Craig,
Thanks for all the info. Only one point wasnt clear to me.
Quote:
When calibrated for "flat" response, you should be at the limits of your subs with Master Volume Control settings of about -9 at 20 Hz and -3 at 30 Hz. If you boost the response at those frequencies by 10 dB, you'll want to limit the MVC settings to about -19 to -13.
If I understood correctly, at flat curve response, if I turn MVC volume to -9 and take REW reading, it shouldn't be over the limit @20hz (estimated 106 db) and @30 shoudn't be over the limit (112db)??
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here comes the graphs. All graph readings where taken at -10 MVC.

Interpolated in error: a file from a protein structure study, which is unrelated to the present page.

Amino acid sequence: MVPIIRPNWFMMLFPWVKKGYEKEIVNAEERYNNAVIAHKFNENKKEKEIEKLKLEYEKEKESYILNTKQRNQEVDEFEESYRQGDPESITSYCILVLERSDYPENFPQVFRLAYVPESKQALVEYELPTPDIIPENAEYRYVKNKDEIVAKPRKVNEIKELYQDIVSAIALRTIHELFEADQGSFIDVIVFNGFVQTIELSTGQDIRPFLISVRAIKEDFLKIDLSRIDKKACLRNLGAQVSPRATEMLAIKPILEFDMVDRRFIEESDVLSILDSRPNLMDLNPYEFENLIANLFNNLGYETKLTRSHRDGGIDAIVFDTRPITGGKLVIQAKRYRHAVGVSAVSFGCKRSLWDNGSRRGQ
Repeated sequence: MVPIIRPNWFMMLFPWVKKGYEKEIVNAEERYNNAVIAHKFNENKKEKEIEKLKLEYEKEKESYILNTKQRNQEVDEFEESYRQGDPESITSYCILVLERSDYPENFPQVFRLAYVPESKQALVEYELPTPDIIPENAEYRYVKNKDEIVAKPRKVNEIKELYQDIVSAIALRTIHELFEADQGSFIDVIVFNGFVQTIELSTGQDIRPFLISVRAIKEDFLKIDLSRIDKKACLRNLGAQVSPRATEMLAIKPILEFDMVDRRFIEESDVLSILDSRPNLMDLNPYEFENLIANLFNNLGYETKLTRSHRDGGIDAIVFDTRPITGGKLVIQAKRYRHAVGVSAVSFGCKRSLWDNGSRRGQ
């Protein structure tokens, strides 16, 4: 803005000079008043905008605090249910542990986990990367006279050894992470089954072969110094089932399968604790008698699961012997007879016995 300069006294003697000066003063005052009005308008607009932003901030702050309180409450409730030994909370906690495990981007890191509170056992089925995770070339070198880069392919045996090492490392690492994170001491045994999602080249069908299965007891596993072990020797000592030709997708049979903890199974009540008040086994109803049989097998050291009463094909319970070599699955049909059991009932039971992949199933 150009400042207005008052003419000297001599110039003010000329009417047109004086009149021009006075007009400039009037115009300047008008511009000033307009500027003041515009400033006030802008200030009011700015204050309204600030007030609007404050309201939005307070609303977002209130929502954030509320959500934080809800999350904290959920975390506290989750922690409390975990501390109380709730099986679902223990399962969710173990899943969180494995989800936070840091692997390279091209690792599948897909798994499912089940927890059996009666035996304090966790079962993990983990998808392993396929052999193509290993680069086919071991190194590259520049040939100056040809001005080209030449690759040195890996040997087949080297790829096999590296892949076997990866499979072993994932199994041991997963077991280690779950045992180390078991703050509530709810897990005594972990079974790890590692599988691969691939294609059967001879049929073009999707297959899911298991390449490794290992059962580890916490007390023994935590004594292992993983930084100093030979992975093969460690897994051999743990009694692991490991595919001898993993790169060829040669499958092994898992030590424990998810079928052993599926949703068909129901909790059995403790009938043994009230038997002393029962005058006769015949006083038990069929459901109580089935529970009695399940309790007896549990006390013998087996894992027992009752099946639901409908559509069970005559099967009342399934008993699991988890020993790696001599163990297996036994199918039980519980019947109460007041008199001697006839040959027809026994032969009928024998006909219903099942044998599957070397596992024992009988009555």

Black: original without any gain changing or miniDSP
Green: no dsp included bet. Increased gain on sub to 1 notch (1 p.m.)
Red: Hard-knee graph using miniDSP.

I tried different combination and increasing gain on sub first gave best result.

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post #569 of 757 Old 11-06-2013, 08:42 PM
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Are these graphs with subs only or speakers+subs?

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post #570 of 757 Old 11-06-2013, 08:56 PM
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I would not run a house curve with your setup...for one your room offers very little room gain and you do not have enough subwoofage to effectively accomplish this feat at reference levels. When you boost the sub 30hz area of the curve 3db, then you lose 3db of headroom everywhere else...basically you effictively cut the amp power in half.